I am getting used to it I am afraid. I am becoming a Saramago character in “Blindness”.
It all started a year ago when It was announced on the news. Surprise and wander in the beginning.
A “what the hell” feeling with a big question mark in the end. Is it for real?
Βy Anastasia Koga
I had enjoyed the book deciphering its meaning and realising its symbolism.
I had never thought though that it would become my reality.
And it started.
Stage two. The spread of fear. Death announcements with numbers increasing day by day. Now what? Restrictions, lockdowns were imposed.
Suddenly my freedom was limited.
Everything I took for granted was shuttered. I felt “unreasonably” restricted in my own peaceful free up till then environment. “Unreasonably”?
Could it be so serious?
I was convinced it was going to be over soon. But it was not.
Stage three. Limited freedom to make sure I had the essentials to survive. And the mask. I could not breathe. I suffocated. Literally and metaphorically.
I wanted to take it off to breathe. And if I breathed death?
Second thoughts. And the looks!!
Nobody would dear sneeze and everybody looked as if the person were a walking bomb!
Suspicion for hugs, kisses affection.
No, we were not allowed to express any such feelings.
Those looks of my younger students who were longing for a hug of reassurance and security!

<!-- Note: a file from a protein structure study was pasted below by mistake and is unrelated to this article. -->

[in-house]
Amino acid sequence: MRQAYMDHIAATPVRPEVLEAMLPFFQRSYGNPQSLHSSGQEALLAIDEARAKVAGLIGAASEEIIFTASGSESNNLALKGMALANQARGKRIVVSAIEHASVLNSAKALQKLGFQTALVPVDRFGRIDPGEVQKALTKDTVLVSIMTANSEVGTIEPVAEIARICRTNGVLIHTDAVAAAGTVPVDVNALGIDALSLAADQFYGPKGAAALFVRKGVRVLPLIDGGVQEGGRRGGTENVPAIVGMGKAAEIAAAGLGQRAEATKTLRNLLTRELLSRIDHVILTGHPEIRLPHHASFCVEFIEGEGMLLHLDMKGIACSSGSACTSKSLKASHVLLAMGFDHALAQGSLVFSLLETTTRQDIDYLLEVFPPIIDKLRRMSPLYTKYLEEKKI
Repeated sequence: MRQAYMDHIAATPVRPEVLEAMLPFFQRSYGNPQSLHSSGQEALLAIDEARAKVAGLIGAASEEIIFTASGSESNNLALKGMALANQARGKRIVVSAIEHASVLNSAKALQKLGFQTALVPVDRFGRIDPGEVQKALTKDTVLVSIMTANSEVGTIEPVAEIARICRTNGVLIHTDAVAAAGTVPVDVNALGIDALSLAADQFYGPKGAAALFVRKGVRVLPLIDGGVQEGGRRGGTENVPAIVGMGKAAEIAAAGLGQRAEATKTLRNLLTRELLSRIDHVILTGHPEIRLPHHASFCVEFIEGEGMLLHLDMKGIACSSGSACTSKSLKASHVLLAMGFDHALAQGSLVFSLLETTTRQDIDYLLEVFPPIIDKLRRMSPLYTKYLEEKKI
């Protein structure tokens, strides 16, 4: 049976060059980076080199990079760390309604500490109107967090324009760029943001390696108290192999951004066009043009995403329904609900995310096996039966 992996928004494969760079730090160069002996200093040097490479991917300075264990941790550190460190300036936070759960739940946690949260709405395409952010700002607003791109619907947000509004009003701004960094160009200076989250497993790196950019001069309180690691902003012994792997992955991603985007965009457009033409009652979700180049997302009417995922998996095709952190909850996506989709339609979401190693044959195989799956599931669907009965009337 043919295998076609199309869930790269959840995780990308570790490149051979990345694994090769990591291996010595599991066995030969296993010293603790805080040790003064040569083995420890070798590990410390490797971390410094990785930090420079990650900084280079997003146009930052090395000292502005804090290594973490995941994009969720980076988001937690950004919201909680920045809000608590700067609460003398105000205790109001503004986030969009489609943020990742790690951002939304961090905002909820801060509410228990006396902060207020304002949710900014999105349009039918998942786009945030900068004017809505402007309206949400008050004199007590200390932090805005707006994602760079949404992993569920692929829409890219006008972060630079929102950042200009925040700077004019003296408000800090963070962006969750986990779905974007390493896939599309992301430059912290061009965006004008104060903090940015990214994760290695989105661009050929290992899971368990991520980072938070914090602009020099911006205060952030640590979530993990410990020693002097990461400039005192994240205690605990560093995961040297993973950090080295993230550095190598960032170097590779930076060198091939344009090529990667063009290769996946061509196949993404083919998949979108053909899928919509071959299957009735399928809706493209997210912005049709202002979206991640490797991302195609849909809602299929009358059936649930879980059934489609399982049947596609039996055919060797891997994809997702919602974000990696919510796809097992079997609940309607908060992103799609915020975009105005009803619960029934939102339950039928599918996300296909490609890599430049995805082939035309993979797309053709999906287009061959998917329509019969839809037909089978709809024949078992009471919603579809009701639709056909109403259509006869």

Stage four. Distance and confinement.
It lasted too long. So difficult to function through the screens with all the problems. Thank God for technology though.
At least we were not deprived from education and employment.
Still, I had the feeling that not everybody was entitled to it.
There were, there are children that do not have the right equipment or their connection, our connection is 5 out of 10 times unstable or non-existent. Despair. But there was, there is no other way.
The worst thing is that I am getting used to it.
I am becoming institutionalised. I prefer staying in my house hidden “protected”. I no longer want to go out, mingle, socialise.
I am afraid of the sudden bright light of the sun and its effects on my eyes.
I am afraid of going to stage five: becoming a character in Atwood’s “The Handmaid’s Tale”